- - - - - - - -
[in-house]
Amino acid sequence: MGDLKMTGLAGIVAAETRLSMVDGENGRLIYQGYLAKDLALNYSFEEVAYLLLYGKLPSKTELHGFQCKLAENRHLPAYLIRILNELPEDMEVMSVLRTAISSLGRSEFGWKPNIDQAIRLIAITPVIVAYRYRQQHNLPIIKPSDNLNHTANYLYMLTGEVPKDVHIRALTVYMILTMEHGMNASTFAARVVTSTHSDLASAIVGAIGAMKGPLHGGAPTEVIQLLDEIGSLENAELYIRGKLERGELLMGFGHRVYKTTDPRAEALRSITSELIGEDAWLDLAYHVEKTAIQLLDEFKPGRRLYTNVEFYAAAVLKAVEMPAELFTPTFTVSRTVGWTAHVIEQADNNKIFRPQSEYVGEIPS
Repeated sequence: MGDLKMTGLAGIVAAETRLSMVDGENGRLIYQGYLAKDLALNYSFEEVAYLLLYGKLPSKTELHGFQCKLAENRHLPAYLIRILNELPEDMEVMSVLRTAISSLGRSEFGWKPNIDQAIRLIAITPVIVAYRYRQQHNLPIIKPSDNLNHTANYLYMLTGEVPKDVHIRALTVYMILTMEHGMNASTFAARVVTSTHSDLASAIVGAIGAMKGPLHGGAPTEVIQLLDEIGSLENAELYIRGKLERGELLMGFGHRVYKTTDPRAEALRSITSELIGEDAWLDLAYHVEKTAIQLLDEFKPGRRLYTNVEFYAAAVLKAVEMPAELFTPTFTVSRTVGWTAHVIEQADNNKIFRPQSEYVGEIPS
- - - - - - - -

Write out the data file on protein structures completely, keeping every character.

[in-house]
Amino acid sequence: MGDLKMTGLAGIVAAETRLSMVDGENGRLIYQGYLAKDLALNYSFEEVAYLLLYGKLPSKTELHGFQCKLAENRHLPAYLIRILNELPEDMEVMSVLRTAISSLGRSEFGWKPNIDQAIRLIAITPVIVAYRYRQQHNLPIIKPSDNLNHTANYLYMLTGEVPKDVHIRALTVYMILTMEHGMNASTFAARVVTSTHSDLASAIVGAIGAMKGPLHGGAPTEVIQLLDEIGSLENAELYIRGKLERGELLMGFGHRVYKTTDPRAEALRSITSELIGEDAWLDLAYHVEKTAIQLLDEFKPGRRLYTNVEFYAAAVLKAVEMPAELFTPTFTVSRTVGWTAHVIEQADNNKIFRPQSEYVGEIPS
Repeated sequence: MGDLKMTGLAGIVAAETRLSMVDGENGRLIYQGYLAKDLALNYSFEEVAYLLLYGKLPSKTELHGFQCKLAENRHLPAYLIRILNELPEDMEVMSVLRTAISSLGRSEFGWKPNIDQAIRLIAITPVIVAYRYRQQHNLPIIKPSDNLNHTANYLYMLTGEVPKDVHIRALTVYMILTMEHGMNASTFAARVVTSTHSDLASAIVGAIGAMKGPLHGGAPTEVIQLLDEIGSLENAELYIRGKLERGELLMGFGHRVYKTTDPRAEALRSITSELIGEDAWLDLAYHVEKTAIQLLDEFKPGRRLYTNVEFYAAAVLKAVEMPAELFTPTFTVSRTVGWTAHVIEQADNNKIFRPQSEYVGEIPS